The Atonement Debate: “Why Did Christ Die?” Part 1

JesusOnCrossA recent dispute over the meaning of the atonement has sparked an outbreak of charges, and countercharges, among Protestant leaders. This particular dispute, not unlike so many in Christian history, arose from a line in a popular song. At issue are various theories of the atonement, not the simple confession made by all Christians from the earliest Christian era. We hear this simple faith confessed in the Apostle’s Creed:

I believe in God, the Father Almighty,

maker of heaven and earth.

And in Jesus Christ, his only Son, our Lord,

who was conceived by the Holy Spirit,

born of the virgin Mary,

suffered under Pontius Pilate,

was crucified, died and was buried.

That’s it – pretty simple and straightforward: Jesus Christ suffered under Pilate, was crucified, died and was buried. It would be some time later, indeed centuries later in many cases, before major debates arose about the meaning of these simple words.

Today the atonement is often a matter for intense debate, especially among conservative Protestants. More than fifteen centuries of time have allowed Christian thinkers to offer various doctrinal interpretations of what “Christ’s death” meant. These are all attempts to explain the meaning and necessity of his death. This newest debate is another in a long line of such debates. Sadly, name calling and schism are again the tragic result.

I believe the term atonement, at least in Christian circles, is generally understood to refer to the reconciliation of God and human beings brought about by the redemptive life and death of Jesus. The word “atonement” is actually quite rare in the New Testament, occurring only once in the King James Version in Romans 5:11. Most translations do not translate Romans 5:11 this way. There appear to be good reasons for this choice. The word atonement might be rare but the concept behind it is not. It seems clear enough that what God did in Christ’s death enabled sinners to approach him and enter into his blessings and gracious forgiveness.

Interestingly, the NRSV, has 80 occurrences of the word “atonement.” Most of these occur in Leviticus and Numbers, where they are clearly connected with the sacrifices that God commanded of Israel to cover their sin.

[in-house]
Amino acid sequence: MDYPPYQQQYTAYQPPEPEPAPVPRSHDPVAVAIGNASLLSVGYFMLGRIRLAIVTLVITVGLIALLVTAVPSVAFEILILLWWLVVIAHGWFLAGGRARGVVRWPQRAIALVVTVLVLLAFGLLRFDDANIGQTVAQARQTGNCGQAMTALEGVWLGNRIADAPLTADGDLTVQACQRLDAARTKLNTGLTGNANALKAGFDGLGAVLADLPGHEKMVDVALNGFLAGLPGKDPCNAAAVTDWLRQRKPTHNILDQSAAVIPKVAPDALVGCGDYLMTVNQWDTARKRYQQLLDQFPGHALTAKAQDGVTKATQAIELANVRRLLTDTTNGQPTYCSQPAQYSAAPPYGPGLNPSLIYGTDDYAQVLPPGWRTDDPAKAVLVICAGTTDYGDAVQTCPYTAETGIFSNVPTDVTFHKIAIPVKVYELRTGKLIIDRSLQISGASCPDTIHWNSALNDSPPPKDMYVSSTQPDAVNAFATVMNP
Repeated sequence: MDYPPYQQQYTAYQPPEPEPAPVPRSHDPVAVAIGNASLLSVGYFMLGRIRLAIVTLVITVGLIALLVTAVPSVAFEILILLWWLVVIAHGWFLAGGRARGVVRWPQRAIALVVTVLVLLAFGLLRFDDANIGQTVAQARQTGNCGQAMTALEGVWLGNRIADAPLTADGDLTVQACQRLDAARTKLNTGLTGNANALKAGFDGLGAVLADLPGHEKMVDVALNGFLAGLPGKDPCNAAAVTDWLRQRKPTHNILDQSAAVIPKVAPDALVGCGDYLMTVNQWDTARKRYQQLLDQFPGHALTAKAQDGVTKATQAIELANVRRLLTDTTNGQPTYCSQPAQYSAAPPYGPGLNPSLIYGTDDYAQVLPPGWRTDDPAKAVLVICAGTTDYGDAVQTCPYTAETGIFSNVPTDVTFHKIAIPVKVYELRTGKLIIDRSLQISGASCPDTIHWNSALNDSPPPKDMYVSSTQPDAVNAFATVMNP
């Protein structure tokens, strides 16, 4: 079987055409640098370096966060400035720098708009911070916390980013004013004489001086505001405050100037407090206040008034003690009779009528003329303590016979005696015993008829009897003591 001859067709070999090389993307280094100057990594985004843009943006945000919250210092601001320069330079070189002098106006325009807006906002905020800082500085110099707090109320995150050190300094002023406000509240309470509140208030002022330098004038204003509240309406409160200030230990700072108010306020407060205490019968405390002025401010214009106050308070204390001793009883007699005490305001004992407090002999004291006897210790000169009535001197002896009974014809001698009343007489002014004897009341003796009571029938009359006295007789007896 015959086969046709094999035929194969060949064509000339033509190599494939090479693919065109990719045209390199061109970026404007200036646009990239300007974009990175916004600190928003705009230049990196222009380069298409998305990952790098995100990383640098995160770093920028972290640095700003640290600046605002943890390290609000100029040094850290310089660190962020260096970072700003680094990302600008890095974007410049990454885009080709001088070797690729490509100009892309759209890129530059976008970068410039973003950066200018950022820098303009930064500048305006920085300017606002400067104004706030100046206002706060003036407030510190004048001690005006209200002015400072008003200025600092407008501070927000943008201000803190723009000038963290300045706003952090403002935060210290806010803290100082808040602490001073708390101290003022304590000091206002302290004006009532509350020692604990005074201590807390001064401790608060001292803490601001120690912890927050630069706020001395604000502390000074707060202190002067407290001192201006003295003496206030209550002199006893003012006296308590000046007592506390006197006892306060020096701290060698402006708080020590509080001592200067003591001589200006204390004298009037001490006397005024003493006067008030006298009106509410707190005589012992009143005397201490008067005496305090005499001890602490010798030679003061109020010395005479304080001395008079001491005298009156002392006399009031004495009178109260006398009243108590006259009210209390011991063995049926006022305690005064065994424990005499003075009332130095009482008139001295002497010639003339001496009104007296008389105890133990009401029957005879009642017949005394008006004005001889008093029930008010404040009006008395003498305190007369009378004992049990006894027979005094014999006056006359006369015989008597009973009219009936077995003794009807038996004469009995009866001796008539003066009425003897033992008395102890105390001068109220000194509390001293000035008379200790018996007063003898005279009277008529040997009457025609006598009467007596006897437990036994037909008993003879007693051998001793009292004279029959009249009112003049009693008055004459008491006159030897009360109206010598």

The New Testament itself includes only two uses of the actual word atonement. Here are the two verses, as they appear in context the NRSV:

21 But now, irrespective of law, the righteousness of God has been disclosed, and is attested by the law and the prophets, 22the righteousness of God through faith in Jesus Christ* for all who believe. For there is no distinction, 23since all have sinned and fall short of the glory of God; 24they are now justified by his grace as a gift, through the redemption that is in Christ Jesus, 25whom God put forward as a sacrifice of atonement* [or a place of atonement, as in footnote] by his blood, effective through faith. He did this to show his righteousness, because in his divine forbearance he had passed over the sins previously committed; 26it was to prove at the present time that he himself is righteous and that he justifies the one who has faith in Jesus (Romans 3:21-26).

The second use of atonement occurs n Hebrews 2:17:

14 Since, therefore, the children share flesh and blood, he himself likewise shared the same things, so that through death he might destroy the one who has the power of death, that is, the devil, 15and free those who all their lives were held in slavery by the fear of death. 16For it is clear that he did not come to help angels, but the descendants of Abraham. 17Therefore he had to become like his brothers and sisters* in every respect, so that he might be a merciful and faithful high priest in the service of God, to make a sacrifice of atonement for the sins of the people. 18Because he himself was tested by what he suffered, he is able to help those who are being tested (Hebrews 2:14-18).

This limited use of the actual word “atonement” should not lead us to the overly simplistic conclusion, as I’ve already noted, that the idea behind the word is completely absent. References to the “mercy seat,” and related terms, all suggest the same thing as the word “atonement.”

 

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